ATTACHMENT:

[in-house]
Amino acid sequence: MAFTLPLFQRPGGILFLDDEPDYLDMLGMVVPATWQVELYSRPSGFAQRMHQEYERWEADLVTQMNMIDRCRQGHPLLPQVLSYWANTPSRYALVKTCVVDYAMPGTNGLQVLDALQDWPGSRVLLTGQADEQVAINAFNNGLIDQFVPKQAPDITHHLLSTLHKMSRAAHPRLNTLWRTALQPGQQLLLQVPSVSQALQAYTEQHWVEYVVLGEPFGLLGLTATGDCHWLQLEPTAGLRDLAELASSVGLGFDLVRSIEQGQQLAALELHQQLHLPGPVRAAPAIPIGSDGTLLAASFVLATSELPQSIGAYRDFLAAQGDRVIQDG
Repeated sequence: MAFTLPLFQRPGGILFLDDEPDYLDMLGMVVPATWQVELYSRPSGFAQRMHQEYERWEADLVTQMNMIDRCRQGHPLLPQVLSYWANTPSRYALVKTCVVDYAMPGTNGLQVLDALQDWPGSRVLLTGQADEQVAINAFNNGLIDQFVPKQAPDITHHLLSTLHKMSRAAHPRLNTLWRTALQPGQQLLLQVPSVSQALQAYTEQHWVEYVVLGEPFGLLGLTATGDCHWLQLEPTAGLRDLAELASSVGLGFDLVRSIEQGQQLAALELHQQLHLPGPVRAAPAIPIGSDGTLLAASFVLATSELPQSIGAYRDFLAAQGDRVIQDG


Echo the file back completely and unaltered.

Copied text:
[in-house]
Amino acid sequence: MAFTLPLFQRPGGILFLDDEPDYLDMLGMVVPATWQVELYSRPSGFAQRMHQEYERWEADLVTQMNMIDRCRQGHPLLPQVLSYWANTPSRYALVKTCVVDYAMPGTNGLQVLDALQDWPGSRVLLTGQADEQVAINAFNNGLIDQFVPKQAPDITHHLLSTLHKMSRAAHPRLNTLWRTALQPGQQLLLQVPSVSQALQAYTEQHWVEYVVLGEPFGLLGLTATGDCHWLQLEPTAGLRDLAELASSVGLGFDLVRSIEQGQQLAALELHQQLHLPGPVRAAPAIPIGSDGTLLAASFVLATSELPQSIGAYRDFLAAQGDRVIQDG
Repeated sequence: MAFTLPLFQRPGGILFLDDEPDYLDMLGMVVPATWQVELYSRPSGFAQRMHQEYERWEADLVTQMNMIDRCRQGHPLLPQVLSYWANTPSRYALVKTCVVDYAMPGTNGLQVLDALQDWPGSRVLLTGQADEQVAINAFNNGLIDQFVPKQAPDITHHLLSTLHKMSRAAHPRLNTLWRTALQPGQQLLLQVPSVSQALQAYTEQHWVEYVVLGEPFGLLGLTATGDCHWLQLEPTAGLRDLAELASSVGLGFDLVRSIEQGQQLAALELHQQLHLPGPVRAAPAIPIGSDGTLLAASFVLATSELPQSIGAYRDFLAAQGDRVIQDG